setTimeout(() =>

            {

                observer.next('mango');

            }, 2000);

            setTimeout(() =>

            {

                observer.next('Orannge');

            }, 3000);

            setTimeout(() =>

            {

                observer.error(new Error('error occured'));

            }, 4000);

            setTimeout(() =>

            {

                observer.complete();

            }, 5000); });

let subscription = this.data.

subscribe(

    fruit => this.fruits.push(fruit),

    error => this.anyErrors = true,

    () => this.finished = true

);

this.; }}

We can see the output below:

Observable2

Something to consider in this case is that we cannot see the completion status when the Emit event is finished.

Why is that? Because the complete event won’t be fired if it is added after the error in the code, so we should always have some function which will stop all the component from running in the application if an error is detected.

Using Observables for Form Events

Let’s see how we can use observables in Angular forms.

The components that we will be using will look like what I've got below>

import { Component, OnInit } from '@angular/core';

import {Observable} from 'rxjs/Observable'

import {FormControl, FormGroup, FormBuilder} from '@angular/forms';

import 'rxjs/add/operator/map';



@Component({

  selector: 'app-observable-demo',

  templateUrl: './observable-demo.component.html',

  styleUrls: ['./observable-demo.component.css']

})

export class ObservableDemoComponent implements OnInit {

  private data: Observable<string>;

  private fruits: Array<string> = [];

  private anyErrors: boolean;

  private finished: boolean;

  mathform: FormGroup;

  inputnumber :FormControl

  squaredata:number;

  ;



  constructor(private fb: FormBuilder) {

 

this. FormControl();



    this.mathform = fb.group({

        inputnumber:this.inputnumber

    })

this.inputnumber.valueChanges.map(n=>n*n)

    .subscribe(power=>this.);

  };

Here, we have used the Reactive form. In this code, whenever we use the reactive forms, every field is considered to be an observable. Thus, we can subscribe to that field and listen to any changes made to that input value.

In the above code, we have created a form by using the FormControl and added to the FormGroup. In this control, we have the property  valueChanges, which always returns the observable. Now, whenever I type the number in the field, I get the square of that number.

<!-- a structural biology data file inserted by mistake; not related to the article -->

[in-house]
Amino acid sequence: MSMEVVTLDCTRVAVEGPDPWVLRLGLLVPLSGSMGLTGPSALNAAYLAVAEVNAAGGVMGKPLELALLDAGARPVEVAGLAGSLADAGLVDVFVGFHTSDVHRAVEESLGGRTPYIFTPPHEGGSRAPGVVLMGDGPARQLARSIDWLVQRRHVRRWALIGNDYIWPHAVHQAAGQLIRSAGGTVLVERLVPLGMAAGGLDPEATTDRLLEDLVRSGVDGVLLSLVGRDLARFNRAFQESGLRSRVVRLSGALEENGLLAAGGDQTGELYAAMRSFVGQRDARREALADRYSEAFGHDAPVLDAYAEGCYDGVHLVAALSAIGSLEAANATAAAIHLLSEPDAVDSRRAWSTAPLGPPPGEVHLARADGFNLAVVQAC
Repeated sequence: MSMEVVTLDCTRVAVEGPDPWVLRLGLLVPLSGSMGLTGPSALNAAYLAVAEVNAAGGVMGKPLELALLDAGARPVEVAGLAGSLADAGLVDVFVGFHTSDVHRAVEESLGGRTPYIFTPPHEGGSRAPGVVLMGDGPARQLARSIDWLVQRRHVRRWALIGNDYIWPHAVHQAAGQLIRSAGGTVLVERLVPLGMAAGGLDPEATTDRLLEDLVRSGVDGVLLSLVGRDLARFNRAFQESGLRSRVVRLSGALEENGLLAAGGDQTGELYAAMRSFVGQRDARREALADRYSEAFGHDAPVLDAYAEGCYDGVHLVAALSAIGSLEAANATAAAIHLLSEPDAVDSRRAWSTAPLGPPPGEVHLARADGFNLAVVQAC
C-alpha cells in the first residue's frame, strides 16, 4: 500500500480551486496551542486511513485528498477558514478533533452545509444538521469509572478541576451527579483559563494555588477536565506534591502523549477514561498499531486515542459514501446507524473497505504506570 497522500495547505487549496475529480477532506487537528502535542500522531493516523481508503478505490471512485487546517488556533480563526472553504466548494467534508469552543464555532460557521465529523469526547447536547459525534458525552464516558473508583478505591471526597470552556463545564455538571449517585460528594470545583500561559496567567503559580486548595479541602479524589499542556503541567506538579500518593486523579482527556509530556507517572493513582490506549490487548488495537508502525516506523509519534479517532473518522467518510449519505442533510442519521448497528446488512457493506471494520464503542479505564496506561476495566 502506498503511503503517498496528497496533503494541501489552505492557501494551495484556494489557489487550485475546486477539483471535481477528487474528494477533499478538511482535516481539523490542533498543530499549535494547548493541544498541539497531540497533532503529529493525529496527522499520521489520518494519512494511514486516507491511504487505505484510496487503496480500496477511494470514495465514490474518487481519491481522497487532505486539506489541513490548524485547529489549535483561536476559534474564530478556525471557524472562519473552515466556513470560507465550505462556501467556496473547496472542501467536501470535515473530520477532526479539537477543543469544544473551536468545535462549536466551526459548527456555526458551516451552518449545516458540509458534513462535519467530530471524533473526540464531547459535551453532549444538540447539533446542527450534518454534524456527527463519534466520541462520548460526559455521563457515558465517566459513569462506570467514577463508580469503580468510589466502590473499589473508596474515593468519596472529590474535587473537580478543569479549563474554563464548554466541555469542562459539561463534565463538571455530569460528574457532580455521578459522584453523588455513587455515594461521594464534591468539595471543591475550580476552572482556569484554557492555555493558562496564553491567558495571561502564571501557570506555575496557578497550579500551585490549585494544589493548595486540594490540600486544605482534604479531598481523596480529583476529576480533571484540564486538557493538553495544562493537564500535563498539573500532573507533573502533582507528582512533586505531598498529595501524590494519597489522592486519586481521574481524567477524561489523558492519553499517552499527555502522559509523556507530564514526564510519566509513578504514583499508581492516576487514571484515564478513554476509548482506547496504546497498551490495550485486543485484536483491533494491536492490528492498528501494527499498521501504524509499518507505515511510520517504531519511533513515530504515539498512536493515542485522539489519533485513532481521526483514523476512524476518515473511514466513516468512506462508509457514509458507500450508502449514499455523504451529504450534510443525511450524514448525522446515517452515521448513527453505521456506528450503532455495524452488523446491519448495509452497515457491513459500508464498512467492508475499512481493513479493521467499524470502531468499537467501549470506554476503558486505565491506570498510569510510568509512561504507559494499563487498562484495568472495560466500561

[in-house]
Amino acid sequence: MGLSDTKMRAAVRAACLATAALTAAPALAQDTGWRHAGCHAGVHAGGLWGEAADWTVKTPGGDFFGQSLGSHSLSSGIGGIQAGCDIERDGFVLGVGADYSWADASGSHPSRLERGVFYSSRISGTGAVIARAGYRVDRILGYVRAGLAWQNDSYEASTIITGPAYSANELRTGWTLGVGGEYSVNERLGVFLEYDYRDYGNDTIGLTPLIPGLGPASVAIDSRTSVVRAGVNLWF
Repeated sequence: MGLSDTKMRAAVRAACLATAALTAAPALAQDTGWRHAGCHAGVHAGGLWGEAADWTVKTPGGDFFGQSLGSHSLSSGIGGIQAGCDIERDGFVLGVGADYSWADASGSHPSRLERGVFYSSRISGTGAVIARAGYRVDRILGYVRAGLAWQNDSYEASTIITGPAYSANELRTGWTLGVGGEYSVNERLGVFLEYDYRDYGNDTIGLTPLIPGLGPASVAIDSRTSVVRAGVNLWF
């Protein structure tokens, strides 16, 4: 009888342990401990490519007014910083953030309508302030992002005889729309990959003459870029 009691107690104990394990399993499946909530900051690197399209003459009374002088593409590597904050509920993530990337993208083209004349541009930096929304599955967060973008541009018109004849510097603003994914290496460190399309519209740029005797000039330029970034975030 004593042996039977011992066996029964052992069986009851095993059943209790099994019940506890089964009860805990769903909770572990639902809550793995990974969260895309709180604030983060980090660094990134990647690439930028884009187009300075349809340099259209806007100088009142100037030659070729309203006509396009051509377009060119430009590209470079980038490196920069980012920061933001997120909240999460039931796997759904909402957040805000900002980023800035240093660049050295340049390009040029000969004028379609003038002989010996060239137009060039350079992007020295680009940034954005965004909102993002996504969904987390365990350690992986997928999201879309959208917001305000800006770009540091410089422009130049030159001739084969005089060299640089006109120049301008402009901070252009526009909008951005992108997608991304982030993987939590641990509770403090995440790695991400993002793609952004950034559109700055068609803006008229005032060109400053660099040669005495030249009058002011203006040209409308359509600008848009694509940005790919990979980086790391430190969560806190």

The template code for the above change will look like what I've got below.

<form [formGroup]="mathform">
  <input formControlName="inputnumber">
</form>

<hr>

<div>
  Square of the number is :: <b>{{squaredata}}</b>
</div>

The output for this code is below:

Observable22

Unsubscribing the Observable

There is a good chance that we will eventually need to unsubscribe from the observable and do some cleanup, like resource release. Angular comes with Unsubscribe() which will unhook the members listening to the Observable stream. Also, there is a way to provide the custom call back method, OnUnsubscribe(), which will be called to manually clean up the things after the subscription has ended.

Do we need to call unsubscribe every time we call observables? The answer is no, observables have the built-in ability to dispose of all their resources whenever the Complete or error method gets called in the application.

Hot and Cold Observables

Generally, there are two types of the observables. The first one is Cold observables and the one is Hot observables.

What Are Cold Observables?

Cold observables are the ones that are explicitly invoked by the producer. In our first example, where we used the set timeout method we were manually creating and subscribing the observable inside the start functions. This is an example of a cold observable.

What Are Hot Observables?

An example of a hot observable would be when we are getting the power of a number which has been invoked, and, as soon as the value change occurs, it will start the subscribing to the stream before waiting for the producer to send the signal to subscribe.

Conclusion

So, this was all about the observables. In the next article, we will see how we can use observables with HttpClient for calling HTTP methods and how we can transform the result and discover errors.

GitHub link to the source code.

Deploying code to production can be filled with uncertainty. Reduce the risks, and deploy earlier and more often. Download this free guide to learn more. Brought to you in partnership with Rollbar.

Topics:
angular 5 ,observable